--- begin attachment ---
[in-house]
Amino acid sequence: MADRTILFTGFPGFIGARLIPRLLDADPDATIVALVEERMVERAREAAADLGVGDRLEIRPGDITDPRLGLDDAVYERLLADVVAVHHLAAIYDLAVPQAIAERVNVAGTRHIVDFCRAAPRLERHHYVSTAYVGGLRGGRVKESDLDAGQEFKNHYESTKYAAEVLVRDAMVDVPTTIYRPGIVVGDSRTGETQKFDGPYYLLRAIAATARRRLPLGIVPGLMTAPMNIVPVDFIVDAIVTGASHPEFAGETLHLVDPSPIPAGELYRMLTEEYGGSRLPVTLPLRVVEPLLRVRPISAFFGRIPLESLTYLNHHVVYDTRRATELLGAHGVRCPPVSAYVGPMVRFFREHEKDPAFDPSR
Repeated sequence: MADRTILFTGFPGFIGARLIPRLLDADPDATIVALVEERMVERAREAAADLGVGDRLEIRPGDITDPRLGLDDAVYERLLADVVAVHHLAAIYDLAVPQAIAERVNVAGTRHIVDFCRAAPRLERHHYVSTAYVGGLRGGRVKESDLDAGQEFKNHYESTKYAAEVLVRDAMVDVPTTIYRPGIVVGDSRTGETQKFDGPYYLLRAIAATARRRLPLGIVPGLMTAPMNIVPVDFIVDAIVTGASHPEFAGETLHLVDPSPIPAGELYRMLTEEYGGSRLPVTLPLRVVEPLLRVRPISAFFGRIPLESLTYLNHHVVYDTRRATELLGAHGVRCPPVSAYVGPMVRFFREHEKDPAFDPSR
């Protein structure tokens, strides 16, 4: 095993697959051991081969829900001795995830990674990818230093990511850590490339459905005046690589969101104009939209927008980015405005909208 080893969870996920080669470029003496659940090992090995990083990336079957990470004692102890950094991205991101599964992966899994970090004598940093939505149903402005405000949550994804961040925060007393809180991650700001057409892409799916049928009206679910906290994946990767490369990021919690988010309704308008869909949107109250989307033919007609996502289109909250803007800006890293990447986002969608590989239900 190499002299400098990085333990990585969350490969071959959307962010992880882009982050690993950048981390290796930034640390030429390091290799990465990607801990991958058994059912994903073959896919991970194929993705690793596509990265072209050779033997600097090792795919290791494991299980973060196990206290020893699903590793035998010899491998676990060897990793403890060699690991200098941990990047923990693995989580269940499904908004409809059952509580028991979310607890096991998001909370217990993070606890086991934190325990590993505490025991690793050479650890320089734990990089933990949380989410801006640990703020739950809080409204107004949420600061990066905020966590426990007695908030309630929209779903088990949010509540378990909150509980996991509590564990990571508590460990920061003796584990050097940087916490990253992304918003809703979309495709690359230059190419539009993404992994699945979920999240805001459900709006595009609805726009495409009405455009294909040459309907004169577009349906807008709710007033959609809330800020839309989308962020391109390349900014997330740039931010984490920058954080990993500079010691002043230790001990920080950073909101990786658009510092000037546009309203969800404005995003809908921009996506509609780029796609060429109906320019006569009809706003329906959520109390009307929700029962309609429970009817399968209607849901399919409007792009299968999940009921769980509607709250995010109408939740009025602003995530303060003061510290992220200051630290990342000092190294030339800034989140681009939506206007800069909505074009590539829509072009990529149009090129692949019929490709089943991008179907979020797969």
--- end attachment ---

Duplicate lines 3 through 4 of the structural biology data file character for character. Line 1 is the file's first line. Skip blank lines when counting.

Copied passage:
Repeated sequence: MADRTILFTGFPGFIGARLIPRLLDADPDATIVALVEERMVERAREAAADLGVGDRLEIRPGDITDPRLGLDDAVYERLLADVVAVHHLAAIYDLAVPQAIAERVNVAGTRHIVDFCRAAPRLERHHYVSTAYVGGLRGGRVKESDLDAGQEFKNHYESTKYAAEVLVRDAMVDVPTTIYRPGIVVGDSRTGETQKFDGPYYLLRAIAATARRRLPLGIVPGLMTAPMNIVPVDFIVDAIVTGASHPEFAGETLHLVDPSPIPAGELYRMLTEEYGGSRLPVTLPLRVVEPLLRVRPISAFFGRIPLESLTYLNHHVVYDTRRATELLGAHGVRCPPVSAYVGPMVRFFREHEKDPAFDPSR
């Protein structure tokens, strides 16, 4: 095993697959051991081969829900001795995830990674990818230093990511850590490339459905005046690589969101104009939209927008980015405005909208 080893969870996920080669470029003496659940090992090995990083990336079957990470004692102890950094991205991101599964992966899994970090004598940093939505149903402005405000949550994804961040925060007393809180991650700001057409892409799916049928009206679910906290994946990767490369990021919690988010309704308008869909949107109250989307033919007609996502289109909250803007800006890293990447986002969608590989239900 190499002299400098990085333990990585969350490969071959959307962010992880882009982050690993950048981390290796930034640390030429390091290799990465990607801990991958058994059912994903073959896919991970194929993705690793596509990265072209050779033997600097090792795919290791494991299980973060196990206290020893699903590793035998010899491998676990060897990793403890060699690991200098941990990047923990693995989580269940499904908004409809059952509580028991979310607890096991998001909370217990993070606890086991934190325990590993505490025991690793050479650890320089734990990089933990949380989410801006640990703020739950809080409204107004949420600061990066905020966590426990007695908030309630929209779903088990949010509540378990909150509980996991509590564990990571508590460990920061003796584990050097940087916490990253992304918003809703979309495709690359230059190419539009993404992994699945979920999240805001459900709006595009609805726009495409009405455009294909040459309907004169577009349906807008709710007033959609809330800020839309989308962020391109390349900014997330740039931010984490920058954080990993500079010691002043230790001990920080950073909101990786658009510092000037546009309203969800404005995003809908921009996506509609780029796609060429109906320019006569009809706003329906959520109390009307929700029962309609429970009817399968209607849901399919409007792009299968999940009921769980509607709250995010109408939740009025602003995530303060003061510290992220200051630290990342000092190294030339800034989140681009939506206007800069909505074009590539829509072009990529149009090129692949019929490709089943991008179907979020797969």